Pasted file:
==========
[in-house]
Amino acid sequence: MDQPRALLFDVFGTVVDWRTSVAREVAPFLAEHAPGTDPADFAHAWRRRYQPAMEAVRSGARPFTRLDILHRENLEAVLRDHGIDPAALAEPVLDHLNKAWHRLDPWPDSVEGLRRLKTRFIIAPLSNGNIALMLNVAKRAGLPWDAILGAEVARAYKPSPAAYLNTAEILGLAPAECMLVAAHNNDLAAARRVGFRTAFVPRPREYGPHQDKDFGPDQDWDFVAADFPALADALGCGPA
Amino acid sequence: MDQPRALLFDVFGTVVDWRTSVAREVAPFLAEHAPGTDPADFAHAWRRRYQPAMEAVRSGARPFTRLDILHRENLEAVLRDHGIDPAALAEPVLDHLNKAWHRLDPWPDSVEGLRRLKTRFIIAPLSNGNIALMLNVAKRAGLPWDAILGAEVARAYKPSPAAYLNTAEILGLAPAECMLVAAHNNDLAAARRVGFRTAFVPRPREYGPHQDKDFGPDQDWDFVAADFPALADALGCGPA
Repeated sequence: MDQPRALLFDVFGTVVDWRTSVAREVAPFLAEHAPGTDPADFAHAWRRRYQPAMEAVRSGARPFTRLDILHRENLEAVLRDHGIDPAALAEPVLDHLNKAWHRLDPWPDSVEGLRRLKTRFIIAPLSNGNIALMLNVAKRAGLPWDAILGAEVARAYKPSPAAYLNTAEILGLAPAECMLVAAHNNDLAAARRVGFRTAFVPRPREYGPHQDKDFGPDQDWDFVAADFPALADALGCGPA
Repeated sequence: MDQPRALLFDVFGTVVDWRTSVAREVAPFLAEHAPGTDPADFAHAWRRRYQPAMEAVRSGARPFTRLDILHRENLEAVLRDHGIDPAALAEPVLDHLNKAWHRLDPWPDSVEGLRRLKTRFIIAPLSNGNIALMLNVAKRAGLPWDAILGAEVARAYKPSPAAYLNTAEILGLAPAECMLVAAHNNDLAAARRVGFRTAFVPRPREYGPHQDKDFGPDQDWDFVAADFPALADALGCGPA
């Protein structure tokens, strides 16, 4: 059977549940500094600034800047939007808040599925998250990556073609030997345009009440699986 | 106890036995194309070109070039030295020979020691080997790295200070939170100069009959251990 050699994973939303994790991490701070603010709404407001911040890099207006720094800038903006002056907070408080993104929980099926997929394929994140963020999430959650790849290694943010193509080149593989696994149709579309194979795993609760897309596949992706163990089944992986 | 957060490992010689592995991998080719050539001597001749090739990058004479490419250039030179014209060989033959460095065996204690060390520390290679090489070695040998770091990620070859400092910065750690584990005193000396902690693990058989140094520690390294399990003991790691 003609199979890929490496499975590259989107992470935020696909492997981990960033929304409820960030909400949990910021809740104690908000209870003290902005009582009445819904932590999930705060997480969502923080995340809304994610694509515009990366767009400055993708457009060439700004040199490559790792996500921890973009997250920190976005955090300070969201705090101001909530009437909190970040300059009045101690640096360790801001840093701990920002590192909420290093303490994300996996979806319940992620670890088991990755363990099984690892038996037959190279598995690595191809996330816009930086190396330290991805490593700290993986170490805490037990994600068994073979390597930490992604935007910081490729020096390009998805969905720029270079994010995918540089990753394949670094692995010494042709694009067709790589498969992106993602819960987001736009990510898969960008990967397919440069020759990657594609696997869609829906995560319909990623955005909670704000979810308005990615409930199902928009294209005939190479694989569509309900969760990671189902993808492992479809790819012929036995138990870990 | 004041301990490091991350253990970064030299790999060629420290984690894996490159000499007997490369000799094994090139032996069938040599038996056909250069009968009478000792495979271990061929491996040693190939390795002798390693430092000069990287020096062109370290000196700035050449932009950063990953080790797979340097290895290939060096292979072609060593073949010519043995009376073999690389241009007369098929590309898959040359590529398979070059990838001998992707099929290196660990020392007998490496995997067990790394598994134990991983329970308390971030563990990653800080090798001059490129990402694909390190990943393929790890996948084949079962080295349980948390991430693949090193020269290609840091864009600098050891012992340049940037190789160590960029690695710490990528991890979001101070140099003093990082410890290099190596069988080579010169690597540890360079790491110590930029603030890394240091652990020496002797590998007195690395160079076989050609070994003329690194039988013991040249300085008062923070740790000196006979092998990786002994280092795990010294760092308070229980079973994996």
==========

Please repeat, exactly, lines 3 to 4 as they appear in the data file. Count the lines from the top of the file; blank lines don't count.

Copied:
Amino acid sequence: MDQPRALLFDVFGTVVDWRTSVAREVAPFLAEHAPGTDPADFAHAWRRRYQPAMEAVRSGARPFTRLDILHRENLEAVLRDHGIDPAALAEPVLDHLNKAWHRLDPWPDSVEGLRRLKTRFIIAPLSNGNIALMLNVAKRAGLPWDAILGAEVARAYKPSPAAYLNTAEILGLAPAECMLVAAHNNDLAAARRVGFRTAFVPRPREYGPHQDKDFGPDQDWDFVAADFPALADALGCGPA
Repeated sequence: MDQPRALLFDVFGTVVDWRTSVAREVAPFLAEHAPGTDPADFAHAWRRRYQPAMEAVRSGARPFTRLDILHRENLEAVLRDHGIDPAALAEPVLDHLNKAWHRLDPWPDSVEGLRRLKTRFIIAPLSNGNIALMLNVAKRAGLPWDAILGAEVARAYKPSPAAYLNTAEILGLAPAECMLVAAHNNDLAAARRVGFRTAFVPRPREYGPHQDKDFGPDQDWDFVAADFPALADALGCGPA